Theresa May is likely to face a vote of no-confidence in her leadership, a move that could see the British prime minister ousted by her own party over Brexit, according to reports Friday.
Conservative MP and hardline Brexiter Jacob Rees-Mogg publicly called for the vote Thursday, which would need the backing of 48 Conservatives to proceed.
Unconfirmed reports emerged Friday morning that the required 48 letters had been received. The editor of the BrexitCentral news site, citing an anonymous source, claimed that the threshold been reached, while Sky News reported that government whips had been ordered to return to London as a no confidence vote was likely.
When asked Friday morning if the threshold had been reached, Rees-Mogg said: “We’ll see.”
How would it work?
At least 20 Conservative MPs have publicly called for a no-confidence vote, but MPs can also submit letters privately.
Should the vote take place, May will be ousted if a simple majority of her 315 MPs vote for her removal. A leadership contest will then be held to find a replacement. If May survives a vote, her leadership cannot be challenged for at least 12 months.
The ballot will be conducted in secret, with the decision resting with each individual MP on whether to make their vote public or not.
Why do some Tories want her out?
May’s leadership has often looked precarious since she took over from David Cameron in the wake of the EU referendum in June 2016 — particularly after she called a disastrous snap election a year later which slashed her party’s seats in Parliament and left it a minority government.
But this crisis is trumping even that. Her latest troubles began when four ministers resigned Thursday over her draft Brexit agreement with the European Union — including her Brexit Secretary overseeing negotiations.
Will May quit?
Despite the rebellion, May has vowed not to stand down and called for MPs to rally behind her Brexit plan. A key Conservative, Michael Gove, was reported Friday to have decided not to resign, amid widespread speculation he would step aside in what would be another hugely damaging blow to May. Gove had turned down the vacant Brexit Secretary role offered to him Thursday night.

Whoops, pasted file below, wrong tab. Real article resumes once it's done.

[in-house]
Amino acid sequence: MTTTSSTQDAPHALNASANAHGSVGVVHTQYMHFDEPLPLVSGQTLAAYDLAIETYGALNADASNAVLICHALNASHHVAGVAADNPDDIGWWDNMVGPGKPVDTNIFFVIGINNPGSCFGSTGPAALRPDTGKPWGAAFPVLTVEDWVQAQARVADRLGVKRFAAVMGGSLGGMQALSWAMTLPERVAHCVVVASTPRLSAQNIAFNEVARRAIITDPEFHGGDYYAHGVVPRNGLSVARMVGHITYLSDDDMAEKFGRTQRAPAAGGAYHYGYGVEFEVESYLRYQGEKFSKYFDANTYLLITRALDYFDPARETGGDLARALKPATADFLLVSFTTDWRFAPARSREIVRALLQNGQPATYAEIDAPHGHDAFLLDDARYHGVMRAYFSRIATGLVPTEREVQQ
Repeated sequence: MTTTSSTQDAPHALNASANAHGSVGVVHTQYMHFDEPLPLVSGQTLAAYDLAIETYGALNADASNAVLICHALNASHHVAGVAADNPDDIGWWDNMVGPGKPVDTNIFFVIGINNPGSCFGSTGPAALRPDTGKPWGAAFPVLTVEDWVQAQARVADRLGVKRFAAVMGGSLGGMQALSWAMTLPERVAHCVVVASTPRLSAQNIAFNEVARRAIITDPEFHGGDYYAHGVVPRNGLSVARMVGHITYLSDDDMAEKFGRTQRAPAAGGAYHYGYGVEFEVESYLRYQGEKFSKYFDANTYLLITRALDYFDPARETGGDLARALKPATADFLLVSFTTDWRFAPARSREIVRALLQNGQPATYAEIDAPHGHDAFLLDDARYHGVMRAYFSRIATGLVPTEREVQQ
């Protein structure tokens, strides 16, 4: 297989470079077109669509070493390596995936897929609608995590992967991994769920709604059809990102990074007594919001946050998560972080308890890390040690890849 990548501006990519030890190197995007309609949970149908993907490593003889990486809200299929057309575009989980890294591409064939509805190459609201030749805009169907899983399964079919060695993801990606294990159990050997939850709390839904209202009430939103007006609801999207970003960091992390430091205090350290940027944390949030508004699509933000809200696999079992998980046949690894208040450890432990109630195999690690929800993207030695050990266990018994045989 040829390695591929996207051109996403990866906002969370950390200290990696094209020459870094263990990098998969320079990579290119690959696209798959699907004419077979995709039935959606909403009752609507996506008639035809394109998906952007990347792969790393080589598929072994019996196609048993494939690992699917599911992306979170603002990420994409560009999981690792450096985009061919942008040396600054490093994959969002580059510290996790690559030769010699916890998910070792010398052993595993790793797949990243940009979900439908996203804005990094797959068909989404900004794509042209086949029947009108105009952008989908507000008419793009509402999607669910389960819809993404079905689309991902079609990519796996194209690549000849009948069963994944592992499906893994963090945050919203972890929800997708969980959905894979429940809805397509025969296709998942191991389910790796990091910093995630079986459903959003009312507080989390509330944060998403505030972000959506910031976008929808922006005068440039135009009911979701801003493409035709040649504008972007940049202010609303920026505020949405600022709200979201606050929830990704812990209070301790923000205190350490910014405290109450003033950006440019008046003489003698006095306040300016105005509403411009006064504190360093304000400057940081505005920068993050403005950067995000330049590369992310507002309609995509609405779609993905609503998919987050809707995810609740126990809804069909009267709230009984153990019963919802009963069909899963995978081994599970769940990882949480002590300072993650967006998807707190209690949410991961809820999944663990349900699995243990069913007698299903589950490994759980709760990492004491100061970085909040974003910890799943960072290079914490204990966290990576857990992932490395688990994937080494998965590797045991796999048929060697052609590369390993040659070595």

May is pushing to have the draft deal, as agreed with the EU this week, ratified by Parliament before Britain leaves the bloc on March 29, 2019. But the negative reaction to the agreement from across the political spectrum makes it increasingly unlikely May will get the 320 votes needed for the deal to pass, raising the likelihood of a “no-deal Brexit” which many predict will be economically disastrous.
Hardline Brexiters have taken issue, in particular, with a so-called “backstop” approach intended to solve issues on the Irish border. May's plan is for the UK to observe EU customs rules, at least temporarily, until a permanent solution is reached — a situation the Brexiters say is untenable.
Can the Europeans help her out?
Critics say the backlash to May’s draft Brexit agreement has left the deal dead in the water. But while the hardliners are pushing for the government to negotiate a better deal, the Europeans have said there is nothing else on offer.
“We have a document on the table that Britain and the EU 27 have agreed to, so for me there is no question at the moment whether we negotiate further,” German Chancellor Angela Merkel said Thursday night, warning that a “no deal Brexit” come March 29 would be “the worst case, and most disorderly.”
Cover image: Britain's Prime Minister Theresa May holds a news conference at Downing Street in London, Britain November 15, 2018. (Matt Dunham/Pool via Reuters)